Why are there so many young black men in the streets of America with defiant attitudes that frequently lead to incarceration or death? Could it be that a large number of them grow up without a father figure to teach them how to relate to authority and the meaning of personal responsibility? This is not to say that mothers cannot convey these important social lessons, as mine did. But in too many cases, these young unwed mothers have never themselves been exposed to personal responsibility and self-esteem, and the vicious cycle continues. As a society, we must concentrate on ways to break this tragic cycle that has produced a higher poverty rate in black communities across America with the increasing frustrations that underscore potentially explosive, tinderbox situations, as we have seen in Ferguson.
Once we get the most powerful economic engine the world has ever seen back on track with sensible economic policies, we should devote some of the tax revenues generated to child-care facilities that would allow many of those unwed mothers to get their General Education Development or higher degree and become self-supporting. There are also a number of programs across the nation that offer free classes that teach social and job skills, which would give many of the young men some different options.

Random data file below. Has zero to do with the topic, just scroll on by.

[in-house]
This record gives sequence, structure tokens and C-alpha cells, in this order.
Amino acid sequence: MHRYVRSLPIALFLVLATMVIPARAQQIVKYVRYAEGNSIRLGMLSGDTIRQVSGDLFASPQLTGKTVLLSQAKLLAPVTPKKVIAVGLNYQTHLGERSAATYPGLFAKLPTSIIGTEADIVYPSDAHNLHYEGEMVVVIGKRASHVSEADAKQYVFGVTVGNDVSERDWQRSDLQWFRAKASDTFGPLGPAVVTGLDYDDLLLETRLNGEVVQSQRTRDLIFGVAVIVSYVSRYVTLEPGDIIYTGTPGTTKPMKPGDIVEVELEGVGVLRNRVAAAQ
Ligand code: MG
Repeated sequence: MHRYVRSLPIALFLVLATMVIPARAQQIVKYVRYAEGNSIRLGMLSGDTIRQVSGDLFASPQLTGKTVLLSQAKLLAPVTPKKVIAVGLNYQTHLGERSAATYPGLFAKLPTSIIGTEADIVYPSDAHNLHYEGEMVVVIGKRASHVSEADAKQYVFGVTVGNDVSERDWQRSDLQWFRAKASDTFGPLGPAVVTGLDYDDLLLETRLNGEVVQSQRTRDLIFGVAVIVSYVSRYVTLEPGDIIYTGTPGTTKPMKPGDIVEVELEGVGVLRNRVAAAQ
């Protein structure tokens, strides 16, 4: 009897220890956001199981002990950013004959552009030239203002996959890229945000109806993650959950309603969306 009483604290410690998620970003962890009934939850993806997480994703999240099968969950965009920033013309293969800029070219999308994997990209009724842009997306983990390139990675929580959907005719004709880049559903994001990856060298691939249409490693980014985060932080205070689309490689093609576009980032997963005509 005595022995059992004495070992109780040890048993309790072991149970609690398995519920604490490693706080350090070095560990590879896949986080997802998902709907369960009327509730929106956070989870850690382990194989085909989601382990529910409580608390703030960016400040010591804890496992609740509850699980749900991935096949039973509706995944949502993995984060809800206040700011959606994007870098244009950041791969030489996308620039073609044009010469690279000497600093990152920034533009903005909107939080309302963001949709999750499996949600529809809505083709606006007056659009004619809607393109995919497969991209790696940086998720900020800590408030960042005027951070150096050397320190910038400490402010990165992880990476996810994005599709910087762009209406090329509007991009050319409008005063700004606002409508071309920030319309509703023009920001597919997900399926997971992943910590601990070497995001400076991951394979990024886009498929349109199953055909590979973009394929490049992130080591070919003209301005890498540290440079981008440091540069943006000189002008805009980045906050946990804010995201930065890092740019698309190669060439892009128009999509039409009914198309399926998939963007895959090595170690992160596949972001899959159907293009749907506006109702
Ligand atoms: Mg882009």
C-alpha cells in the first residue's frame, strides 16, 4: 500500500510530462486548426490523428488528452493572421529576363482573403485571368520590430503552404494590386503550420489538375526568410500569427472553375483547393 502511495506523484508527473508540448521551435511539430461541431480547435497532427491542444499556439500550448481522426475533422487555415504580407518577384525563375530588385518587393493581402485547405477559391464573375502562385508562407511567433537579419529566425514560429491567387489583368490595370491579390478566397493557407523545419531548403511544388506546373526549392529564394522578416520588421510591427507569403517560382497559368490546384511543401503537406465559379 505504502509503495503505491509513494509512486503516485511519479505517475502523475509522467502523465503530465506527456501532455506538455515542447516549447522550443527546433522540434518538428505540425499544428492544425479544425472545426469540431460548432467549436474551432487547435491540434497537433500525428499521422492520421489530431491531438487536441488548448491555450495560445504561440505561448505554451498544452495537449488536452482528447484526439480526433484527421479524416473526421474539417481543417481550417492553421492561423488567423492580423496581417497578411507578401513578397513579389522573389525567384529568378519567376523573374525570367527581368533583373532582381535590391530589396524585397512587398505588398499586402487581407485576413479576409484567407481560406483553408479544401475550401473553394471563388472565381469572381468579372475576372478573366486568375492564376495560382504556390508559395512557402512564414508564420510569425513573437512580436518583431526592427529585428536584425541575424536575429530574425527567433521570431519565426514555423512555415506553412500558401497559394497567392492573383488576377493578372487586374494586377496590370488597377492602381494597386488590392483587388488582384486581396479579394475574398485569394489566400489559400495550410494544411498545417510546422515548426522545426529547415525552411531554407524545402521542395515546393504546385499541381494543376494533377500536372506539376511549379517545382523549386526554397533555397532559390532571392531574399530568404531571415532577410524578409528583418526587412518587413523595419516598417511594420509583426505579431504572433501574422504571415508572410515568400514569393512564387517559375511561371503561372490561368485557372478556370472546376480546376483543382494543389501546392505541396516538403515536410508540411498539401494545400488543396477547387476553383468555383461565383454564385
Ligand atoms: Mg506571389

We must concentrate on these kinds of programs because we cannot afford to lose large segments of our society to despair and underachievement in an increasingly competitive world. We have a social crisis brewing if we continue down the path we are on now, but we have the power to change our downward course with true compassion that allows people to rise and escape dependency.
Healthcare Solutions Begin with Innovators in Tennessee, Not Bureaucrats in Washington, DC | Congressman Marsha Blackburn